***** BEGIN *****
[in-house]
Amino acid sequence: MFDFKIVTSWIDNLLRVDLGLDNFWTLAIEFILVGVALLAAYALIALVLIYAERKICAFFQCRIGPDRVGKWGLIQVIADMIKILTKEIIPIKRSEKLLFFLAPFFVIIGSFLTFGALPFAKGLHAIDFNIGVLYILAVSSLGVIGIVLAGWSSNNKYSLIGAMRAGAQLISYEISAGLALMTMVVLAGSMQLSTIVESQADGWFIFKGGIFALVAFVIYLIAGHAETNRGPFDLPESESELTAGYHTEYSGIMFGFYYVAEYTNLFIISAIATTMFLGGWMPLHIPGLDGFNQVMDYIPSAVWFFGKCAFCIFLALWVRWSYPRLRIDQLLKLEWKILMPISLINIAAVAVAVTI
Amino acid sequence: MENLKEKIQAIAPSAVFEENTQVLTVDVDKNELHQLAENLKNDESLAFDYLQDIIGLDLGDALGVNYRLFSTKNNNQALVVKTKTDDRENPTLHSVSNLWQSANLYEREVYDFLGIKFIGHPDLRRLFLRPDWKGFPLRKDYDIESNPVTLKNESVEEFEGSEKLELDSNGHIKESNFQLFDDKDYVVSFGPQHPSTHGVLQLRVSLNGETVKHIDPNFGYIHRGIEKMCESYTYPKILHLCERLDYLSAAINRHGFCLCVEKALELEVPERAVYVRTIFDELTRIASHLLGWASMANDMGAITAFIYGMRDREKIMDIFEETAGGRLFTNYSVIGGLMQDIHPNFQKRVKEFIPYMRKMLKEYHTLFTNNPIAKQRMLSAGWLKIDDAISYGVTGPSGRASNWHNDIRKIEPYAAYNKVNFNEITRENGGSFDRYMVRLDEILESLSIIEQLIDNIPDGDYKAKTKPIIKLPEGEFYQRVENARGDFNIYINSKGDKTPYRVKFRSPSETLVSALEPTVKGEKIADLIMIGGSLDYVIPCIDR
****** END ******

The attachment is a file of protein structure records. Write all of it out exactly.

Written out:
[in-house]
Amino acid sequence: MFDFKIVTSWIDNLLRVDLGLDNFWTLAIEFILVGVALLAAYALIALVLIYAERKICAFFQCRIGPDRVGKWGLIQVIADMIKILTKEIIPIKRSEKLLFFLAPFFVIIGSFLTFGALPFAKGLHAIDFNIGVLYILAVSSLGVIGIVLAGWSSNNKYSLIGAMRAGAQLISYEISAGLALMTMVVLAGSMQLSTIVESQADGWFIFKGGIFALVAFVIYLIAGHAETNRGPFDLPESESELTAGYHTEYSGIMFGFYYVAEYTNLFIISAIATTMFLGGWMPLHIPGLDGFNQVMDYIPSAVWFFGKCAFCIFLALWVRWSYPRLRIDQLLKLEWKILMPISLINIAAVAVAVTI
Amino acid sequence: MENLKEKIQAIAPSAVFEENTQVLTVDVDKNELHQLAENLKNDESLAFDYLQDIIGLDLGDALGVNYRLFSTKNNNQALVVKTKTDDRENPTLHSVSNLWQSANLYEREVYDFLGIKFIGHPDLRRLFLRPDWKGFPLRKDYDIESNPVTLKNESVEEFEGSEKLELDSNGHIKESNFQLFDDKDYVVSFGPQHPSTHGVLQLRVSLNGETVKHIDPNFGYIHRGIEKMCESYTYPKILHLCERLDYLSAAINRHGFCLCVEKALELEVPERAVYVRTIFDELTRIASHLLGWASMANDMGAITAFIYGMRDREKIMDIFEETAGGRLFTNYSVIGGLMQDIHPNFQKRVKEFIPYMRKMLKEYHTLFTNNPIAKQRMLSAGWLKIDDAISYGVTGPSGRASNWHNDIRKIEPYAAYNKVNFNEITRENGGSFDRYMVRLDEILESLSIIEQLIDNIPDGDYKAKTKPIIKLPEGEFYQRVENARGDFNIYINSKGDKTPYRVKFRSPSETLVSALEPTVKGEKIADLIMIGGSLDYVIPCIDR